Why does January feel so long?

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We are almost at the end of the first month of 2018. And while generally, I truly think that time flies faster and faster for every year that goes by, January has felt like a very long month indeed. And I am not alone in feeling this way. I have seen article after article discussing why January not only feels like the longest month of the year, but also the most depressing one. So I began to wonder: Is it really? And if so, why?

The problem

One reason for the January blues may simply be described as a symptom of Seasonal Affective Disorder (SAD), which is a mood disorder that often occurs during the darker winter months, leaving people feeling low, depressed, and tired. January is no exception to the winter blues, especially if you are living in the Northern Hemisphere. It can be dark when you wake up, and dark when you leave the office. The weather is cold and the amount of sun we are exposed to is minimal. It is therefore common to experience feelings of low mood and fatigue during the winter.

Another reason for these feelings that is more specific to January may be the anticlimactic atmosphere that is the end of the holiday season. Christmas is over. So is New Year’s Eve. Your resolutions are probably already broken. Work has started full-time again. You and everyone around you are financially worse off after all the festivities and the gift-giving of Christmas. While it is not unusual in life that great highs are followed by great lows (and vice versa), this could hit even harder in January when the natural, personal and social circumstances all come together for one challenging month.

The good news is that:

✓ you are not alone,

✓ these feelings are not permanent,

✓ and there is a solution!

The solution

Whether you just feel like January is dragging on forever, or you have an actual sense of depression, fatigue or sadness, there are several home-remedies that you can try to overcome it. Yes, mindfulness and meditation are definitely included!

  1. Take a break. Who says that you cannot take a break in January? Who says that the only way to start your year is to be better or work harder than before? The year has gained a number, but what else changed? Each day is followed by another day, and January 1st is no exception. Taking the pressure off this day and month can actually help you achieve more, by living your life one day at a time. And sometimes, January can be the perfect month for taking a day off, staying at home with a good book, going on holiday, or simply being.
  2. Ditch your resolutions. Yes, I am actually talking about breaking your resolutions instead of sticking to them. But this does not apply to all of them. If you have made a resolution to meditate more, go travelling this year, learn a new language, or take up a new hobby, then by all means stick to it! These are resolutions that are not likely to have failed yet, and therefore are unlikely to cause you stress. But if your resolution was to go on a juice detox, lose a certain amount of weight each week, give up drinking, read 100 pages in your book every day, or any other habit that you either want to start or break right away, then this might be just the thing that is causing you disappointment. So remove this stress that you have placed upon yourself and choose happiness instead.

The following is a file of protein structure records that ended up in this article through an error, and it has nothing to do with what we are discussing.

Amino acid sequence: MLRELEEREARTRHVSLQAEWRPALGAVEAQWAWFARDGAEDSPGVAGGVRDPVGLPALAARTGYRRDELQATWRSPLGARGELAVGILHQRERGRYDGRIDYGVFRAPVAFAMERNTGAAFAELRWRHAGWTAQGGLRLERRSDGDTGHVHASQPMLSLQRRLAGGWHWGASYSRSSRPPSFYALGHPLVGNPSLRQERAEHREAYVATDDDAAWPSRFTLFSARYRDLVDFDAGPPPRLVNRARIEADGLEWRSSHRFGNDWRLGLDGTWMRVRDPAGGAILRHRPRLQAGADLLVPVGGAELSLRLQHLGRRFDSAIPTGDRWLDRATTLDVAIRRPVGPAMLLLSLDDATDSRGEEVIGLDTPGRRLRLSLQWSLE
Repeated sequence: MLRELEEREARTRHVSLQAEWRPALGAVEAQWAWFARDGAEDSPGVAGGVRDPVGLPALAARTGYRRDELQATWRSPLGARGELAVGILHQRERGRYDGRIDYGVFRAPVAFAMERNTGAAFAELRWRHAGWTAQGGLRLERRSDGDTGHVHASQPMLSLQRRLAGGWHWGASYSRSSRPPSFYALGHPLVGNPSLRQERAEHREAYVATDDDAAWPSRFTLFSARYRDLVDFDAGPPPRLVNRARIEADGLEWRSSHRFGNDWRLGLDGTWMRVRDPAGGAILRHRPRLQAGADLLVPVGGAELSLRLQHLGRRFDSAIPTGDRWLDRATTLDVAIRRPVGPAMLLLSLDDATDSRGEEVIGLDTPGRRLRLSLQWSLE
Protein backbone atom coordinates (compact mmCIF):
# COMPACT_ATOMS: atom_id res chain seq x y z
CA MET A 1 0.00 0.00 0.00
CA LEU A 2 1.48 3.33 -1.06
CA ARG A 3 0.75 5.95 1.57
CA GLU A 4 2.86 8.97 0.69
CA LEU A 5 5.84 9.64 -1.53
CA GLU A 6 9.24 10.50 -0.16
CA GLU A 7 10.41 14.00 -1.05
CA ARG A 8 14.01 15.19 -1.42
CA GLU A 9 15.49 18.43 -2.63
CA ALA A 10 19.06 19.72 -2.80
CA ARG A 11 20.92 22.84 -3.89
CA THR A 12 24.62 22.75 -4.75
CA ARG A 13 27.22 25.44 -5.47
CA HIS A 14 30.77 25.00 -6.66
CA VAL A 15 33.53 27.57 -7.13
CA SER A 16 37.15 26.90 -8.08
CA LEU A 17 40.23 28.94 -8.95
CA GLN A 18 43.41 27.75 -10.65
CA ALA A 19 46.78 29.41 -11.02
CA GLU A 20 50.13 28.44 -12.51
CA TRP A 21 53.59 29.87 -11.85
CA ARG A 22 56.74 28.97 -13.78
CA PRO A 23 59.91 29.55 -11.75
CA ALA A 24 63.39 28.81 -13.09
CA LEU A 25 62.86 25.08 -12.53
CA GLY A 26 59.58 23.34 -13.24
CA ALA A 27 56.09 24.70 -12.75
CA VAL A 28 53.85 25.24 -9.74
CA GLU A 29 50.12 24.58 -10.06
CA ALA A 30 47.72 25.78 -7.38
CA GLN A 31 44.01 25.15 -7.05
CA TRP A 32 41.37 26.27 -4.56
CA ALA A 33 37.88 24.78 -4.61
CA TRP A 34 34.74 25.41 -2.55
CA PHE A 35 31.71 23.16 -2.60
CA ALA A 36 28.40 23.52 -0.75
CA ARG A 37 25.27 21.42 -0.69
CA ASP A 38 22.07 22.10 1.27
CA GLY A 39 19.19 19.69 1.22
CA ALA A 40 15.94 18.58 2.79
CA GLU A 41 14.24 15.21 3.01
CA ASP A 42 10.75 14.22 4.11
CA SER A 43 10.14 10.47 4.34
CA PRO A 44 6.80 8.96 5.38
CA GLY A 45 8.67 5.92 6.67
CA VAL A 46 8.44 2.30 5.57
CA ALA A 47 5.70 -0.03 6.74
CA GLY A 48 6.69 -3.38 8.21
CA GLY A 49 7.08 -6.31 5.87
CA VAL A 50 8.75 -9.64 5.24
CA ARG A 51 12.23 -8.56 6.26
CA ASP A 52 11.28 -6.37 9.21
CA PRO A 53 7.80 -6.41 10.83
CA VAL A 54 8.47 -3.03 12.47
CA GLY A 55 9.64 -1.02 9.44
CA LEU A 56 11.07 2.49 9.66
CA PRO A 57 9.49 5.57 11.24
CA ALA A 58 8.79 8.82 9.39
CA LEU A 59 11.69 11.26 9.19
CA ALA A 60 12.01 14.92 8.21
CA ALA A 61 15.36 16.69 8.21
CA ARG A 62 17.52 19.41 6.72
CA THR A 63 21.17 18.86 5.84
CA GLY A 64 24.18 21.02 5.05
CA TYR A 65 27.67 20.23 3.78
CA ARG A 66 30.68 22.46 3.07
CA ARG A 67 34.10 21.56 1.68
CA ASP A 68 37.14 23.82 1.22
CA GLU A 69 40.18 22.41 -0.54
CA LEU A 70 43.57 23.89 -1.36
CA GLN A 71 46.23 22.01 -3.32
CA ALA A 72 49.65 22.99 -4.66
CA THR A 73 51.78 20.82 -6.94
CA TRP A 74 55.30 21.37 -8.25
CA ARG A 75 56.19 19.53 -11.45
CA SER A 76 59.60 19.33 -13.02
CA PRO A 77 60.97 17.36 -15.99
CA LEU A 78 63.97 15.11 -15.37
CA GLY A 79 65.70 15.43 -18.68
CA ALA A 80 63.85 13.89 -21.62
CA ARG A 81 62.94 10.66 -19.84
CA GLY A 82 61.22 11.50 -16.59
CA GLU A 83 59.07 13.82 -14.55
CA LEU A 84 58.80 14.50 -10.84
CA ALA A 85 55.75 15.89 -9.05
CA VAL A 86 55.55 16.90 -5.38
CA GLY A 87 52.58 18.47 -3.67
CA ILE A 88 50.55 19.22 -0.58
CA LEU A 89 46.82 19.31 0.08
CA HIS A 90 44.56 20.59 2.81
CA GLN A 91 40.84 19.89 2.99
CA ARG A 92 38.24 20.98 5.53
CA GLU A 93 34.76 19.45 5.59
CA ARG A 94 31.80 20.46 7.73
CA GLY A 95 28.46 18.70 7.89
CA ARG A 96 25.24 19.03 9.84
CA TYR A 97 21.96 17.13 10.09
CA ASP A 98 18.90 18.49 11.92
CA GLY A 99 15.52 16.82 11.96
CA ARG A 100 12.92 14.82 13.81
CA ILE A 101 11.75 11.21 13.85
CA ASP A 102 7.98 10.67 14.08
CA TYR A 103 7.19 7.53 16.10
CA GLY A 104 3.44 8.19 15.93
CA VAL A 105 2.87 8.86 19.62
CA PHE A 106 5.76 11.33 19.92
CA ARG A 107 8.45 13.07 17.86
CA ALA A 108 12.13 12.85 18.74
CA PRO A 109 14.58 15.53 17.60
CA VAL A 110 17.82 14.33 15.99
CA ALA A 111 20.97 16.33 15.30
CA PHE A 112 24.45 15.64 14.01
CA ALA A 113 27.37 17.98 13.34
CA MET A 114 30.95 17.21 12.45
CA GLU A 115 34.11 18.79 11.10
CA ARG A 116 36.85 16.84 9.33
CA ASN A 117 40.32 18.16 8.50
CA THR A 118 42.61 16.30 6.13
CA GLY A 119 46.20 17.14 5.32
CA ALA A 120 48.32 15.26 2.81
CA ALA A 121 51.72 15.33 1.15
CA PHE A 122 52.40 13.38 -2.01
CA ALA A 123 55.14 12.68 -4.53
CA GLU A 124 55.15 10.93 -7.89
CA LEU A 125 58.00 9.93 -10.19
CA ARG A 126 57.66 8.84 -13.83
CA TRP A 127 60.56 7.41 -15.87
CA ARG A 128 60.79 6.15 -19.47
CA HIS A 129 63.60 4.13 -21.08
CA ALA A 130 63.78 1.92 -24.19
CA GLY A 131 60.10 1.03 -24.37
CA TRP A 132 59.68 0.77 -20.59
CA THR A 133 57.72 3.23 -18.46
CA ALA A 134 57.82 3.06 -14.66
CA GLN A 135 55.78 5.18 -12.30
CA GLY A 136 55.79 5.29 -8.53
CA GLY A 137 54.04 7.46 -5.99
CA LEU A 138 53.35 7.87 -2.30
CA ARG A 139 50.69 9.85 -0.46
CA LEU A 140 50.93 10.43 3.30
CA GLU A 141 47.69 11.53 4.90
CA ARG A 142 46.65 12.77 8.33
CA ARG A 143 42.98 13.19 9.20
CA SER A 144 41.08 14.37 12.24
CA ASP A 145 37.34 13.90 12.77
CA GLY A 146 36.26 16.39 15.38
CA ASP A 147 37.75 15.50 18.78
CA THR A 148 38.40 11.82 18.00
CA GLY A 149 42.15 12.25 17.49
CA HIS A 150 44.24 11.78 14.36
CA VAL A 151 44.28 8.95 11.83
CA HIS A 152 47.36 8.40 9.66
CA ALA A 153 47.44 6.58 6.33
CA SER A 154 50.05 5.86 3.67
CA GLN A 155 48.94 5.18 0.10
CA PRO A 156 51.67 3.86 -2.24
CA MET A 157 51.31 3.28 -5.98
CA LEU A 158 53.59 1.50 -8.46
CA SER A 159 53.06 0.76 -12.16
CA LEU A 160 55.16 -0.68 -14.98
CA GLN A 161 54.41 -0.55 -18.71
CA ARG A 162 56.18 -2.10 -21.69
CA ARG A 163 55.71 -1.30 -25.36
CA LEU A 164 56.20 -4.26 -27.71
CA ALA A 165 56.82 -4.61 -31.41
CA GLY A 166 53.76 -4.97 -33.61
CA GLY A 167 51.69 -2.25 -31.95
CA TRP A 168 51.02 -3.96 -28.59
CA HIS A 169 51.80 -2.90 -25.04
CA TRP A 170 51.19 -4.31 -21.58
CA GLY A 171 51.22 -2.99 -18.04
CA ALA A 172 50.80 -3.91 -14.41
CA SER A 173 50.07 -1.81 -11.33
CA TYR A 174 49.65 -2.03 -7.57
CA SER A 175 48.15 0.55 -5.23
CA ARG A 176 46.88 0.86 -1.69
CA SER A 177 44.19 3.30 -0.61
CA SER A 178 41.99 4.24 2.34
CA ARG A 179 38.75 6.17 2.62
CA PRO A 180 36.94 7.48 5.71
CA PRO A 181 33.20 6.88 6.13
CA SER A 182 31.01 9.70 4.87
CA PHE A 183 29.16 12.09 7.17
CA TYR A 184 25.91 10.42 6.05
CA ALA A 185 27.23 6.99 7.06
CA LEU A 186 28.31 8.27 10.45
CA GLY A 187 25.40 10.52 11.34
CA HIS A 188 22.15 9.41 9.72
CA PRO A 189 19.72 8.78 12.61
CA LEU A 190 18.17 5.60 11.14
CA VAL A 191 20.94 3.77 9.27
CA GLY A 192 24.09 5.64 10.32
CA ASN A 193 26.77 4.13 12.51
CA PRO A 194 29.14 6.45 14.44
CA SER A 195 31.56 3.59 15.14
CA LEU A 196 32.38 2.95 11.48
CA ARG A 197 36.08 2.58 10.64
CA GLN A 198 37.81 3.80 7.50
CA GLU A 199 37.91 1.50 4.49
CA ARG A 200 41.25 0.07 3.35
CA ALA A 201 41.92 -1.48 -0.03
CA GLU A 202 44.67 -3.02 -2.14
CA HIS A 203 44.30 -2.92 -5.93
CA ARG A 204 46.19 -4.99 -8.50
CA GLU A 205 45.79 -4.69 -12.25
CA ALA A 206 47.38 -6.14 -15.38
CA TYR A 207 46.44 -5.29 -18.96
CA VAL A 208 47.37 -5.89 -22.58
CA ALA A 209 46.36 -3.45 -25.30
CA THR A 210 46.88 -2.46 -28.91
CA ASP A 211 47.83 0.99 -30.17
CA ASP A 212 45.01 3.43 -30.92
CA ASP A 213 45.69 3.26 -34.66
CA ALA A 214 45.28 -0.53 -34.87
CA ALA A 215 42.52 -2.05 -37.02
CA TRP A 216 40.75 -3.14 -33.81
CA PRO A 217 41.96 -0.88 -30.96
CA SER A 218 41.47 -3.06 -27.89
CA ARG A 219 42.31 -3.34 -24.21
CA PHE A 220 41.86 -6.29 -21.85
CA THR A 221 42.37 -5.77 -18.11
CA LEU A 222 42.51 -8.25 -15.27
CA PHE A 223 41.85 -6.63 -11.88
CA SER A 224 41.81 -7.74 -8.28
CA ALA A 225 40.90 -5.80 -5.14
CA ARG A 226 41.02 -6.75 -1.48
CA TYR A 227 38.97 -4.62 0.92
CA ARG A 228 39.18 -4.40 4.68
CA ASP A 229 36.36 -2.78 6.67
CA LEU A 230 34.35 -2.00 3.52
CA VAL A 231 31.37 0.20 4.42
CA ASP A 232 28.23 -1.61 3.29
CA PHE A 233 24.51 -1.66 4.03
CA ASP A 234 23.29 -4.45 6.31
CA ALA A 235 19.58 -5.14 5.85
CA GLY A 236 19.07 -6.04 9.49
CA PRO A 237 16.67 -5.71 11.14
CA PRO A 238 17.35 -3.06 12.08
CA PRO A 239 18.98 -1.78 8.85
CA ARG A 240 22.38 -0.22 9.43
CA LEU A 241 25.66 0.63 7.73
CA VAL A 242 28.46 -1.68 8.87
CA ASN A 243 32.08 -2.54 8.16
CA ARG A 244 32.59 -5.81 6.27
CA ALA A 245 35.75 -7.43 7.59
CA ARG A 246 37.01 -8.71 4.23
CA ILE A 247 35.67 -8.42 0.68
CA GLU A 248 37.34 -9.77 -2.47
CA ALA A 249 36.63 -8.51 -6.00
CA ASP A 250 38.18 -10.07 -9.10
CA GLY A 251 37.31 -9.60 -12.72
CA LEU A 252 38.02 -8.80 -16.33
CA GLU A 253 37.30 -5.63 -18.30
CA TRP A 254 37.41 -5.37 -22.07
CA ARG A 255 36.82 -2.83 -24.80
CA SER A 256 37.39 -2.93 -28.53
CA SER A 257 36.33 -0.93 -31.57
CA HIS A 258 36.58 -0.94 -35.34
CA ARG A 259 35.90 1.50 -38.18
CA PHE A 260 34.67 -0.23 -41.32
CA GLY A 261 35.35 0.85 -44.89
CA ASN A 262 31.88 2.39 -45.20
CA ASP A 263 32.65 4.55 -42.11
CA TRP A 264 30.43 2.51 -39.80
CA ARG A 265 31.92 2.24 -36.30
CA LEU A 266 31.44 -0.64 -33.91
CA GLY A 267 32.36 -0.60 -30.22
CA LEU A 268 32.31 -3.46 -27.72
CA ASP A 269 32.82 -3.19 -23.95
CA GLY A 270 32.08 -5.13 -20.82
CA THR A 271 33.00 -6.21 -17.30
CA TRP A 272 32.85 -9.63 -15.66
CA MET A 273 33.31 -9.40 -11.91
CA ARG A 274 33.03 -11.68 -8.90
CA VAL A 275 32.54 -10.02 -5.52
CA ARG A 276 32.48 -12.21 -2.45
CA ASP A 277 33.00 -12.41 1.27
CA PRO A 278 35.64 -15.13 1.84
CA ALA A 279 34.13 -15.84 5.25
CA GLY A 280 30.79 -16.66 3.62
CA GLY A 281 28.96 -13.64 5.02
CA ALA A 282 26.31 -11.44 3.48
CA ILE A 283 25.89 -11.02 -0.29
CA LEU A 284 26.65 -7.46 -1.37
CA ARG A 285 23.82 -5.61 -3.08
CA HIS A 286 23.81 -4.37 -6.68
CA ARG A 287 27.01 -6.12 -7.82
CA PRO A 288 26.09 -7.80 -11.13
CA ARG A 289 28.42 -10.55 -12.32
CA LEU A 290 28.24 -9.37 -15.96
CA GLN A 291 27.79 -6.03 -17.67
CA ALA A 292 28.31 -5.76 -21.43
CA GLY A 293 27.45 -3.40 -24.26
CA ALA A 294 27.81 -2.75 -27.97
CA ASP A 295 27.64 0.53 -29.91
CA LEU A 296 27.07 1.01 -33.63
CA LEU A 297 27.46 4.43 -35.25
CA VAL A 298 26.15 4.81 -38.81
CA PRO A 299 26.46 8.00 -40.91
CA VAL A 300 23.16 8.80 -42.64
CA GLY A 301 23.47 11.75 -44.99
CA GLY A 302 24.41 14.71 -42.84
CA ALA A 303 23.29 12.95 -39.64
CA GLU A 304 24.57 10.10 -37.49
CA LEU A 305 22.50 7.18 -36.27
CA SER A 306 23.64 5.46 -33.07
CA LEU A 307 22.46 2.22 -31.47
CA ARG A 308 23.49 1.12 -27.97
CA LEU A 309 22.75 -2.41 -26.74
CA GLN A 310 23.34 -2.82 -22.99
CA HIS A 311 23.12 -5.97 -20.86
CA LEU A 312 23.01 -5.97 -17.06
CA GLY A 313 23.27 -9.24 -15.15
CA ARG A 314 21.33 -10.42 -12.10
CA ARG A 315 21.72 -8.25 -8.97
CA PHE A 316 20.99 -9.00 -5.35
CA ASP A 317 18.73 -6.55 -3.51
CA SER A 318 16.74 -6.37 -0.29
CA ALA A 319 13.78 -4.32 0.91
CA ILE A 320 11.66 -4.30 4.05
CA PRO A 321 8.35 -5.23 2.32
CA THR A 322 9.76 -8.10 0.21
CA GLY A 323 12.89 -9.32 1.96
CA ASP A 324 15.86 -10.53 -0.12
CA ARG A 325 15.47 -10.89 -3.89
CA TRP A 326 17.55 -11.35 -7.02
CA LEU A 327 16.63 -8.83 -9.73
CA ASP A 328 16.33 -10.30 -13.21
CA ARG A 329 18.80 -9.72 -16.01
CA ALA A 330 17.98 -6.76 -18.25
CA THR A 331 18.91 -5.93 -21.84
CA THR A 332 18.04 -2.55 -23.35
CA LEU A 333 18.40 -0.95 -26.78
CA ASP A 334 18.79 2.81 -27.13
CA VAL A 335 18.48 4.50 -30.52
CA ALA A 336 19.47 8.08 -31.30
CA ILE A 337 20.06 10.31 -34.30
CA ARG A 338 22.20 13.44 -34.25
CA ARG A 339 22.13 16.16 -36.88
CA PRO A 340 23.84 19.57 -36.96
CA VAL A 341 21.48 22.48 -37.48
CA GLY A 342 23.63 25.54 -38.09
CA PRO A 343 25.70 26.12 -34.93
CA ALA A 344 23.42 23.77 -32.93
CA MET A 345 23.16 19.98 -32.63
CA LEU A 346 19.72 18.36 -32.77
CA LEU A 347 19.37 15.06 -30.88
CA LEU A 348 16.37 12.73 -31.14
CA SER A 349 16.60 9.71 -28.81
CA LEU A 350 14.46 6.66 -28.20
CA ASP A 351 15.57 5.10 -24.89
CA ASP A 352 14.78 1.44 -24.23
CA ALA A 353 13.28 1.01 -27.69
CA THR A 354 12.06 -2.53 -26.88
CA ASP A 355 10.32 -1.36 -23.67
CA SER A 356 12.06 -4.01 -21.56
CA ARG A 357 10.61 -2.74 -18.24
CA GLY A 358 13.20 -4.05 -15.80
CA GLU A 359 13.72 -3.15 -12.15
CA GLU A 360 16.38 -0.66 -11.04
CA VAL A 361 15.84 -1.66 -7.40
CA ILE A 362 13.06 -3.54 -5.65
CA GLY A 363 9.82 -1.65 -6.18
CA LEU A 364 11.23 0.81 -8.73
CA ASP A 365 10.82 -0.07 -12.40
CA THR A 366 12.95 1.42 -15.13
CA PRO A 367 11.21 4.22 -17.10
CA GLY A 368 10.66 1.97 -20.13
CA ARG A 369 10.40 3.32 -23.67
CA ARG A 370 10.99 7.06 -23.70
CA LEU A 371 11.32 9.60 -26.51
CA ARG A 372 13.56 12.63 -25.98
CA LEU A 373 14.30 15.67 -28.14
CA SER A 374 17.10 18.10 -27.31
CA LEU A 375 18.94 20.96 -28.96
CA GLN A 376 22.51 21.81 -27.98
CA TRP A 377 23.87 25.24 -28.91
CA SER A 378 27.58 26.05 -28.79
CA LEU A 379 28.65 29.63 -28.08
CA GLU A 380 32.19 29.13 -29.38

3. Look inside. Meditate, meditate, and meditate. Practice, practice, and practice some more. This can be done through formal meditation practice or a simple moment of reflection. When you experience feelings of sadness, low mood, lack of energy, or depression, don’t start analysing them or forcing them away. Sit with your feelings. Observe them without judgment. Notice where they occur in your body and direct your breath there. Most importantly, remind yourself that January, much like every other month, week, day, hour, minute, second and moment, does not last forever. Little by little, you may notice those feelings start to lessen.
  4. Try something new. If it is returning to your normal routine that makes you feel sad or unmotivated, break it up by taking up a new hobby, starting a new activity, or joining a social club. Don’t do it because you have to, because it is January, because it is a new year, or because it is one of your resolutions. Simply do something that makes you happy and something that you can do all year round. And if you are not happy coming back to some aspect of your life, remember that you have the power to change your circumstances, and discover the happiness within.
  5. Talk to someone. Finally, if it is more than a case of the January blues, there are plenty of professionals that you can talk to. Find a local therapist, counsellor or psychologist and book an appointment. Maybe you need a meditation retreat, maybe you need group therapy, or maybe you just need someone to talk to. And that’s ok! Your mental health should be a priority, any time of the year.

 

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